New group of bladder cancer plaintiffs allege Actos is the cause and say Takeda hid the link for a decade.
Los Angeles, CA (PRWEB) August 15, 2012
Twelve people have filed a personal injury Actos lawsuit against manufacturer Takeda Pharmaceuticals and subsidiaries, as well as Eli Lilly (which collaborated with Takeda Limited to promote and market Actos in the U.S.). The lawsuit was filed by the national law firm of Baum, Hedlund, Aristei & Goldman, P.C. on behalf of the Plaintiffs, who claim that the Type II Diabetes medication Actos (pioglitazone) caused their bladder cancer. Five of the seven plaintiffs with bladder cancer are also joined by their spouses.
Defendants Takeda, its subsidiaries and Eli Lilly face allegations that the companies have been aware of the association between Actos and bladder cancer for over a decade, and willfully concealed this knowledge from Plaintiffs, the health care community and the general public.
The Actos lawsuit, (case no. BC-490188) which was filed on August 14, 2012 in Los Angeles Superior Court, seeks compensatory damages for alleged personal injuries caused by Actos, including: bladder cancer and related aftereffects, conscious pain and suffering, mental anguish, bodily impairment, diminished enjoyment of life, economic loss and other damages.
According to the complaint, Takeda and Eli Lilly knew or should have known that Actos use in humans could cause bladder cancer and in a “conscious indifference to the rights, safety and welfare of plaintiffs” failed to warn about this risk. The lawsuit alleges that prior to applying for and obtaining Actos approval from the Food and Drug Administration (FDA) in 1999, defendants possessed pre-clinical scientific data which signaled a possible link between the use of Actos and bladder cancer.
The lawsuit further claims that for over ten years and to date, Takeda continued to conceal this knowledge and willfully put the lives of the plaintiffs as well as the general population at risk. The complaint allegest that during the time period that plaintiffs used Actos (between 2001 and 2010) the product warnings for Actos “were vague, incomplete or otherwise inadequate to alert prescribing physicians as well as plaintiffs of the bladder cancer risk associated with this drug.”
Takeda and Eli Lilly also violated California Business and Professions Codes by misleading plaintiffs through unfair, deceptive, untrue or misleading advertising, according to the complaint. Further, that the companies conducted a sales and marketing campaign to promote the safety of Actos, while concealing from plaintiffs and doctors that Actos was associated with bladder cancer. Not only did Takeda purposefully downplay the health hazards and risks associated with Actos, the complaint alleges, but they also aggressively engaged in advertising programs designed to create the impression to consumers that the use of Actos had fewer side effects than other Type 2 Diabetes medications (including Avandia), even though Takeda knew these representations to be false.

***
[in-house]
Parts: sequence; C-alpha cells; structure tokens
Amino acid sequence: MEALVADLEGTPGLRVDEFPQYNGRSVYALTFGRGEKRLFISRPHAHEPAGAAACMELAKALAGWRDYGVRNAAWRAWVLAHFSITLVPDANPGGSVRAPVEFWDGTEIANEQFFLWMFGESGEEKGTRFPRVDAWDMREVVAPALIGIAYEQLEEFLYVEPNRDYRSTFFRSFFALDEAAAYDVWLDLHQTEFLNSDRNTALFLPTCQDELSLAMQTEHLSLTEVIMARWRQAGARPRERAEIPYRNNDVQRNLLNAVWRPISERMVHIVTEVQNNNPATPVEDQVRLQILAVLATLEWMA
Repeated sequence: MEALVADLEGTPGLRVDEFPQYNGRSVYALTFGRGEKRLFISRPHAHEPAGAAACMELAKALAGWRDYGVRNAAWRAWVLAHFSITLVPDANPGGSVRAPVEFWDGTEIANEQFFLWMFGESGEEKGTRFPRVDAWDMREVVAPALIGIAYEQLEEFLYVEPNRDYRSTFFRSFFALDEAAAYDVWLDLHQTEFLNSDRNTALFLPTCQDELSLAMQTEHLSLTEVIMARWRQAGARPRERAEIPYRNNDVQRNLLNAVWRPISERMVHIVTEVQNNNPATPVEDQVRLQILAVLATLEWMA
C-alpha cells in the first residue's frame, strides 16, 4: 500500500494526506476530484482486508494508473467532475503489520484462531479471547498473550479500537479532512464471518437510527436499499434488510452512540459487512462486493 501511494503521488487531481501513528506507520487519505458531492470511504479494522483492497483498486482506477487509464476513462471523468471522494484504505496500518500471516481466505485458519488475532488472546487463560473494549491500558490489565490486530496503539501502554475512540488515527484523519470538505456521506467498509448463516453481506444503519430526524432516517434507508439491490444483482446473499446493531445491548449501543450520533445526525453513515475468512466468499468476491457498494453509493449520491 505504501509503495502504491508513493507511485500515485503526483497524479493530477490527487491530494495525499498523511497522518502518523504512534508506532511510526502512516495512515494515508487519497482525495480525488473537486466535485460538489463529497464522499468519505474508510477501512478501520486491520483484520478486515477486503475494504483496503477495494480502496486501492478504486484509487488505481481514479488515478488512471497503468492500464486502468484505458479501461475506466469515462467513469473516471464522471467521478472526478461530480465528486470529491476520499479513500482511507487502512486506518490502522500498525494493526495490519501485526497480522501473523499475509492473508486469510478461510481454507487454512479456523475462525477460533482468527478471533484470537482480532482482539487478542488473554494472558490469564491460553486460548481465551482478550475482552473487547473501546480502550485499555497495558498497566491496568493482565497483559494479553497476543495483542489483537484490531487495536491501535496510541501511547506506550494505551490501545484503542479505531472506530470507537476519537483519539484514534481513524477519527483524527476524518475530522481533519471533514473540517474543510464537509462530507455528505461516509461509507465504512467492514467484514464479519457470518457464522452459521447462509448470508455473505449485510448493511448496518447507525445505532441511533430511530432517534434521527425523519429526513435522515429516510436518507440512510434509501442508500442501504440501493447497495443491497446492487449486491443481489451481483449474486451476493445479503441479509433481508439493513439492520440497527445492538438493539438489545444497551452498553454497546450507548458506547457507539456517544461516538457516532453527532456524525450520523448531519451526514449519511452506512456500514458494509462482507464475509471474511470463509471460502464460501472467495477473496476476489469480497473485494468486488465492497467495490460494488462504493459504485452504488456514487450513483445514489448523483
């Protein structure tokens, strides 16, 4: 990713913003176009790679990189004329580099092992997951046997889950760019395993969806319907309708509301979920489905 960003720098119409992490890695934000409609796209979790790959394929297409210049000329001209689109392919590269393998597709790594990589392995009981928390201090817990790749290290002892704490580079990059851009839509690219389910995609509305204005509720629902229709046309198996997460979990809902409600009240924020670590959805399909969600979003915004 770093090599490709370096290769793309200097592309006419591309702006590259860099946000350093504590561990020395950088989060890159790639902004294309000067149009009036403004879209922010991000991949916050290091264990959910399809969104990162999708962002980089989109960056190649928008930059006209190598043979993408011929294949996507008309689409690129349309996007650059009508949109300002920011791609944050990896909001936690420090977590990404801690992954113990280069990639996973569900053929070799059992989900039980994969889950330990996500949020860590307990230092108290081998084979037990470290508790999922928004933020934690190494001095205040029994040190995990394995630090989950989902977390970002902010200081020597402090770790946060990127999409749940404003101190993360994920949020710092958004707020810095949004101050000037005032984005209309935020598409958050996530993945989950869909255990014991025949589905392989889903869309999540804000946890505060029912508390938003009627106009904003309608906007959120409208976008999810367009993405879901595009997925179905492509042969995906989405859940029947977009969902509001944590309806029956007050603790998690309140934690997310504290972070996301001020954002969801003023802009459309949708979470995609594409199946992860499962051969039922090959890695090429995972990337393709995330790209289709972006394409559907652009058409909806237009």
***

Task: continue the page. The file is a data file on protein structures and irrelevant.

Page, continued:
Numerous health agencies and governments have begun to warn the public about the link between the use of Actos and bladder cancer. The latest alert came from Canada, which in April of this year issued a safety advisory stating that based on available scientific data, the potential increased risk of bladder cancer in patients treated with Actos warrants further investigation. Canada warned that the Actos bladder cancer risk was higher in diabetes patients who took pioglitazone for the longest durations and the highest total doses.
In June 2011, France and Germany suspended the prescription of drugs containing pioglitazone. The countries based their decision to ban Actos after a French study demonstrated a statistically significant risk for bladder cancer among those taking pioglitazone.
Also, in June 2011, the Food and Drug Administration (FDA) issued a Public Safety Announcement which warned the public of an association between the use of Actos for more than 12 months and an increased risk of developing bladder cancer.
The plaintiffs involved in this Actos lawsuit are New Jersey residents Pratima Narayan, her husband Divyendu Narayan, South Carolina resident Eloise King, California residents Melvyn Rosoff and his wife Harriet Rosoff, Florida residents Ralph Davis and his wife Roleen Davis, as well as Indiana residents Judith K. Hanish, Wanda Wheeler and her husband Roger Wheeler, and Tommie Geary and his wife Mary Geary.
About Baum, Hedlund, Aristei & Goldman, P.C.
Baum Hedlund has filed numerous Actos bladder cancer lawsuits in both state and federal courts against Takeda.
The firm has successfully represented clients harmed by medications in over 4,000 individual personal injury and wrongful death cases, in addition to representing consumers in multiple pharmaceutical class actions against major pharmaceutical companies such as Alpha Therapeutic, Armour Pharmaceutical Co., Baxter Health Care Corp, Bayer Corp., Dalkon Shield, Eli Lilly, GlaxoSmithKline, and Pfizer.
The team of Baum Hedlund lawyers working on the Actos bladder cancer cases have an in depth understanding of biomedical research, clinical trials, statistics, the pharmaceutical industry and marketing, as well as successful and effective discovery procedures and extensive work with experts on complicated scientific issues because of their years of experience related to Baum Hedlund’s past pharmaceutical litigation.